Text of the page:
Re: Re: Re: actually the entire situation is 100% false

    You're not thinking it through. Were it me, I'd scrape all the peer addresses and start spoofing bad data that appears to come from them. You stop the torrent from functioning by tricking the clients into blocking the legit peers.

     

    reply to this | link to this | view in thread ]

  46.  
    identicon
    Pirate Pay, May 24th, 2012 @ 10:34am

    Re: Re:

    So now leveling a neighborhood equates to disrupting an infringing torrent? It's no wonder people make fun of you.

     

    reply to this | link to this | view in thread ]

  47.  
    icon
    John Fenderson (profile), May 24th, 2012 @ 10:41am

    Re: Re: Re:

    The mindset equates. The example is intentionally exaggerated.

    The point, since you seem to have missed it, is that it's not "playing nice" to avoid harming innocent bystanders.

     

    reply to this | link to this | view in thread ]

  48.  
    identicon
    Anonymous Coward, May 24th, 2012 @ 10:50am

    Re: Re: Re: Re:

    So in your fantasy world, doing nothing to stop infringing torrents would be more effective to stop infringement than disrupting them?

    You know, there are medications that can probably help you. Just make sure you obtain them from a legitimate source as there are lots of impostors selling bogus meds online too.

     

    reply to this | link to this | view in thread ]

  49.  
    icon
    orbitalinsertion (profile), May 24th, 2012 @ 11:35am

    Re: Re: Re:

    Sounded to me like it was a general statement, not necessarily specific to the PP/TPB speculations. The users of one or both may or may not be legal in any number of countries, or the actions of either "party" are ignored or laws simply unenforced. Which is exactly why some industries and governments want to foist upon the world things like TPP, ACTA, SOPA, PIPA, whateva. And if, for instance, the USTR pushed through the TPP without puvlic or Congrssional oversight, this would also be illegal.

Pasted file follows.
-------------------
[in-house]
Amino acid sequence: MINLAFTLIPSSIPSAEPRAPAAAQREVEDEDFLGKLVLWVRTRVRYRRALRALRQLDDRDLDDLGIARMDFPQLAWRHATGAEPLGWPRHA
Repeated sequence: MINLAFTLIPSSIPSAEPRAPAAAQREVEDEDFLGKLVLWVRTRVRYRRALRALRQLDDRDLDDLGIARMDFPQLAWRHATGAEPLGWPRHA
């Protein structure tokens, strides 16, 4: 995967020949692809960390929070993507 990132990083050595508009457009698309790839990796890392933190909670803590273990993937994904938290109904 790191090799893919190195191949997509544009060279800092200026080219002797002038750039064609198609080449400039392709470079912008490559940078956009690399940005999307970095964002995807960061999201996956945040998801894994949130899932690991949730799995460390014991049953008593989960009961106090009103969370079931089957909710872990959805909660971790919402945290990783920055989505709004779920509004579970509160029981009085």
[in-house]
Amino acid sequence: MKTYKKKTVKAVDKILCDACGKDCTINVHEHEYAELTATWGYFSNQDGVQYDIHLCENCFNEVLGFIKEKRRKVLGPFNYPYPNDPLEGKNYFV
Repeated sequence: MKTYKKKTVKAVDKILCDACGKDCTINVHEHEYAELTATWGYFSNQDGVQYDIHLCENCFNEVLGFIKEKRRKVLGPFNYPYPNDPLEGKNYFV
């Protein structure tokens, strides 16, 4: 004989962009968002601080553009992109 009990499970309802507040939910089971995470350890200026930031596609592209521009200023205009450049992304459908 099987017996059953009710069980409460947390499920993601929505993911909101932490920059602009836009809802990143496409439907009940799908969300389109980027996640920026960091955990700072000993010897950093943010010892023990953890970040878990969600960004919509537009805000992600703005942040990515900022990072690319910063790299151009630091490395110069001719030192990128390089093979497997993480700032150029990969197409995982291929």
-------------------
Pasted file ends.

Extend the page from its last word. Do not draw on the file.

The sort of thinking you are advocating is exactly what got us two radically destructive, stupid, pointless wars after 2001. Because the only way idiots know how to deal with a problem is Hulk smash! Regardless as to whether they even have a valid target, or if their actions only make things worse. They simply do not care. They are diseased by an authoritarian mindset, and they are as bad or worse than their chosen enemy.

    (Note that their "targets" are not exactly tightly coupled with their "enemy", which is not necessarily tightly coupled with their "problem". And outside their little special interest group, this is a huge part of the problem they cause. Being stupid, brutal, and ineffective has consequences.)

     

    reply to this | link to this | view in thread ]

  50.  
    icon
    orbitalinsertion (profile), May 24th, 2012 @ 11:38am

    Re: Re: Re: Re: Re:

    Doing nothing is better than doing something which doesn't actually address the problem at all, but simply creates more problems. If they had something effective to do, no one would even be having this conversation.

     

    reply to this | link to this | view in thread ]

  51.  
    identicon
    Anonymous Coward, May 24th, 2012 @ 11:53am

    Re: Re: Re: Re: Re: Re:

    Are you kidding? Any action taken to address infringement has the piracy apologists fulminating.

     

    reply to this | link to this | view in thread ]

  52.  
    identicon
    Anonymous Coward With A Unique Writing Style, May 24th, 2012 @ 11:54am

    Re: Re: Re:

    "What if it's legal in Russia? Will the defenders of Roja, Megaupload and the O'Dwyer kid step up to defend Pirate Pay... if they're even involved?"